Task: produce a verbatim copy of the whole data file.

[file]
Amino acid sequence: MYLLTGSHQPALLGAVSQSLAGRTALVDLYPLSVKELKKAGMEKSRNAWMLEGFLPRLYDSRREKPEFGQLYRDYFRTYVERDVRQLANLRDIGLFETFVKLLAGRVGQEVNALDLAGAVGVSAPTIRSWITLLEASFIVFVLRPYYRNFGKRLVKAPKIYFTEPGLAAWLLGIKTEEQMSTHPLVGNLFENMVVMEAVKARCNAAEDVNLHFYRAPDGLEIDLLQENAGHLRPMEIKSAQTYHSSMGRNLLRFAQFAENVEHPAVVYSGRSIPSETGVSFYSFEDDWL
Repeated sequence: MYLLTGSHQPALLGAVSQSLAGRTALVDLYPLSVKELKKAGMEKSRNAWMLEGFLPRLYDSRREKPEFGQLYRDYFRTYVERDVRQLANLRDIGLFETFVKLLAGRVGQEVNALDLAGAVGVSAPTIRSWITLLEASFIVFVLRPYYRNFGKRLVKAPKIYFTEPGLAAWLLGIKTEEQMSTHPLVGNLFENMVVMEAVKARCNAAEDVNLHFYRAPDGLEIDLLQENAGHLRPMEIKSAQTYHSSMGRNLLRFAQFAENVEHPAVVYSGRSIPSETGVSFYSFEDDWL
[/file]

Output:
Amino acid sequence: MYLLTGSHQPALLGAVSQSLAGRTALVDLYPLSVKELKKAGMEKSRNAWMLEGFLPRLYDSRREKPEFGQLYRDYFRTYVERDVRQLANLRDIGLFETFVKLLAGRVGQEVNALDLAGAVGVSAPTIRSWITLLEASFIVFVLRPYYRNFGKRLVKAPKIYFTEPGLAAWLLGIKTEEQMSTHPLVGNLFENMVVMEAVKARCNAAEDVNLHFYRAPDGLEIDLLQENAGHLRPMEIKSAQTYHSSMGRNLLRFAQFAENVEHPAVVYSGRSIPSETGVSFYSFEDDWL
Repeated sequence: MYLLTGSHQPALLGAVSQSLAGRTALVDLYPLSVKELKKAGMEKSRNAWMLEGFLPRLYDSRREKPEFGQLYRDYFRTYVERDVRQLANLRDIGLFETFVKLLAGRVGQEVNALDLAGAVGVSAPTIRSWITLLEASFIVFVLRPYYRNFGKRLVKAPKIYFTEPGLAAWLLGIKTEEQMSTHPLVGNLFENMVVMEAVKARCNAAEDVNLHFYRAPDGLEIDLLQENAGHLRPMEIKSAQTYHSSMGRNLLRFAQFAENVEHPAVVYSGRSIPSETGVSFYSFEDDWL